What Manolo Blahnik was to Carrie Bradshaw, Louis Vuitton is to Derick Yanehiroperhaps he’s even said the words, “Hello, lover” to one of those iconic monogrammed stamped bags as he’s passed the window displays at the South Coast Plaza boutique a time or two. A five-time Emmy Award-winning journalist, Yanehiro has filled the Long Beach home he shares with husband Mike Domino, an instructor pilot and realtor, with dozens of treasured Louis Vuitton pieces, from a structural stack of Alzer suitcases in their living room to a closet carefully curated with shoes, apparel and accessories spanning more than three decades. “I started off with a wallet a good friend gave me for my birthday some 30 years ago,” says Yanehiro. “I purchased my first keep all and briefcase in Paris in the late ’80s and have been addicted ever since. For years, my little collection was quite modest, but in the late ’90s and early 2000s, Marc Jacobs—as creative director—sparked excitement on the runway and gave men real ideas on how to integrate luxury goods into our everyday lives, especially when we travel. LV became fashionable. And luxury became accessible.”
Husband Mike Domino and Yanehiro pose with a selection of travel pieces from their swoon-worthy collection.
That access has resulted in a collection heavily dominated by travel pieces, as Yanehiro frequently traverses the globe producing celebrity filled segments for all ABC News platforms, including Good Morning America and Nightline. “I love suitcases, trunks and travel bags,” he reveals. “Even packing for a trip is an exciting part of the journey for me.” Naturally, his most cherished piece allows him to tote the couple’s covetable shoe collection in style. “Our black EPI leather shoe trunk is quite rare and was a custom piece from the 1980s. It carries 12 pairs in individual compartments, and combines two loves—LV and shoes!” he quips. But don’t worry, he’s not checking his prized possessions at the airport. “We only use hard-sided pieces on road trips. There is something special that happens when you arrive at a hotel with LV luggage. From the bellhops to the front desk to the concierge, there is always extra care.”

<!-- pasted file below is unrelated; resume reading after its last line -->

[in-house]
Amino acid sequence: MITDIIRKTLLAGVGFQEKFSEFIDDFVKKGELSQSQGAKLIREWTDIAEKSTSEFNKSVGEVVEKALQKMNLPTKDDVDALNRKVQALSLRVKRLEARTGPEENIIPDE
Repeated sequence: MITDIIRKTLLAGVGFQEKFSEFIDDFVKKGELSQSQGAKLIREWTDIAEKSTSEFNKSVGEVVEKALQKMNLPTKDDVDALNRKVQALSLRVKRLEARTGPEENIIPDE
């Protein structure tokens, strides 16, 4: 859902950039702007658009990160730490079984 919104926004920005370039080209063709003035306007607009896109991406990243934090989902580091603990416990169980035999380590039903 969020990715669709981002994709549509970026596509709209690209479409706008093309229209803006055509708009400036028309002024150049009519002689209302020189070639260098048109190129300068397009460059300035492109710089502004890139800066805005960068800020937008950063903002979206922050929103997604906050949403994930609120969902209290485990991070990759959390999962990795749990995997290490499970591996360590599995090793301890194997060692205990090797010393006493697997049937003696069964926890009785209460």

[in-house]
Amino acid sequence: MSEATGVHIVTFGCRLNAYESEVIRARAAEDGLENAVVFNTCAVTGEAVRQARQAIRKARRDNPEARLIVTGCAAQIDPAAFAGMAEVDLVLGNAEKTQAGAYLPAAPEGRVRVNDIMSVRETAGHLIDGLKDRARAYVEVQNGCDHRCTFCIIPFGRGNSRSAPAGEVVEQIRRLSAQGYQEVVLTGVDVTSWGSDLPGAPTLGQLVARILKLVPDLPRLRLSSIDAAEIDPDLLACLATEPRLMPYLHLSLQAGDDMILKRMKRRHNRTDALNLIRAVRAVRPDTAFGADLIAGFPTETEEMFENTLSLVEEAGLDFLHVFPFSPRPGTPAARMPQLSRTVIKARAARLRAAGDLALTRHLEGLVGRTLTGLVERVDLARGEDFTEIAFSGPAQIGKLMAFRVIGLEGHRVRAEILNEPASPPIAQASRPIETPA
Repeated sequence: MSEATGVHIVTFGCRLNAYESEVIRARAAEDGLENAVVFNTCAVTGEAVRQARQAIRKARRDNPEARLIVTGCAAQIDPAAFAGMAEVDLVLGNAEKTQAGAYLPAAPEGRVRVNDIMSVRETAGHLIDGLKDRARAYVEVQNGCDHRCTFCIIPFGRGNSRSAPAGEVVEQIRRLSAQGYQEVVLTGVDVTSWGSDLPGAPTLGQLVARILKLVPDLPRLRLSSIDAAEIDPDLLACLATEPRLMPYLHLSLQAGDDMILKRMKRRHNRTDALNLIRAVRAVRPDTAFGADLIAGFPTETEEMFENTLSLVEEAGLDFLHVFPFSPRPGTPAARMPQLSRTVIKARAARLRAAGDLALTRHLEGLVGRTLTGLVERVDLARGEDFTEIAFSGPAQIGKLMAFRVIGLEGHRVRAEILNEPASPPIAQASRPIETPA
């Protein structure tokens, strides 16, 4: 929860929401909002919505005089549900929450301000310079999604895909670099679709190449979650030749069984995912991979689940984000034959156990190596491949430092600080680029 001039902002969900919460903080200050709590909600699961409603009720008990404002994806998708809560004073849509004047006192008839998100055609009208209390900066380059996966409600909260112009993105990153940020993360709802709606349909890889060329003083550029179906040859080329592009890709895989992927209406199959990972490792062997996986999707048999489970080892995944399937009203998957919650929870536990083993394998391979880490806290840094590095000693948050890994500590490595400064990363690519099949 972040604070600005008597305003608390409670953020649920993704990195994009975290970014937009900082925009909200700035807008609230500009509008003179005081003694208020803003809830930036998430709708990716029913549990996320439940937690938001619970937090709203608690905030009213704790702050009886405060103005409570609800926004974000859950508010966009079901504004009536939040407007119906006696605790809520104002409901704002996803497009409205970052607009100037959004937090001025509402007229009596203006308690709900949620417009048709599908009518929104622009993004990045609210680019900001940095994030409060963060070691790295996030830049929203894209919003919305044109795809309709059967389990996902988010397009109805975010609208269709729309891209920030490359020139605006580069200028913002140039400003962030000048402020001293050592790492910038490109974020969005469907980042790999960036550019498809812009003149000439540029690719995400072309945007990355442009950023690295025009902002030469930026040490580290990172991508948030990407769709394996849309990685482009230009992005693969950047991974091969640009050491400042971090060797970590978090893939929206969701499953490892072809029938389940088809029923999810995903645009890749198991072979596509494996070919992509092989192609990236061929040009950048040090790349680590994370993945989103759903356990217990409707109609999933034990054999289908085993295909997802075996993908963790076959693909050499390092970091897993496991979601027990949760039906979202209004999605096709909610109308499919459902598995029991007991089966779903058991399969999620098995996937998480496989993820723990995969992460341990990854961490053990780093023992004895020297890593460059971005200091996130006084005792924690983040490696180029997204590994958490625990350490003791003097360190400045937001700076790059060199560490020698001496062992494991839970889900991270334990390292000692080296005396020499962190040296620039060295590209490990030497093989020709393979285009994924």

Derick Yanehiro holds his beloved custom-painted suitcase, which pays homage to his native Hawaii.
Frequented destinations are even reflected in the couple’s custom pieces, including a hard-sided suitcase handpainted by the in-house artisan at LV’s Rodeo Drive store, which depicts a surf scene reminiscent of Yanehiro’s native Hawaii. There was also the time he made a pit stop in Florence during a trip to the Venice Film Festival to hunt down an LV Damier Graphite motorcycle helmet. “I wanted an LV helmet for my Vespa ever since I saw it come down the runway in 2008, but stores in the United States were not allowed to sell them due to DOT regulations,” says Yanehiro, who now proudly displays the piece in a glass case in his living room. “It’s the holy grail of helmets!” And thanks to his dedication to the brand, the Rodeo Drive store invited him and Domino to attend Men’s Fashion Week in Paris in 2017 for the spring/summer Louis Vuitton x Supreme collaboration show. “It was as thrilling as you can imagine,” he recalls of the weekend, which included a private dinner party at a secret LVMH luxury apartment off the Champs-Élysées. “We were seated in the front row, and in only 12 minutes [former Men’s Artistic Director] Kim Jones managed to propel LV into hype-beast history.” As for what’s left on his wish list, there are two pieces Yanehiro would “sell a kidney for”—a 1996 Helmut Lang-designed hard-sided case for record albums and a vintage or new whiskey service trunk. “Now that’s luxurious!” he says. At the end of the day, it’s the brand’s unparalleled craftsmanship that keeps him coming back for more. “Every stitch is purposeful; every nail is precisely placed; every zipper glides with ease,” he says beaming. “Those initials stand for quality, exploration, adventure and classic style—who wouldn’t want to have a delicious little slice of that?”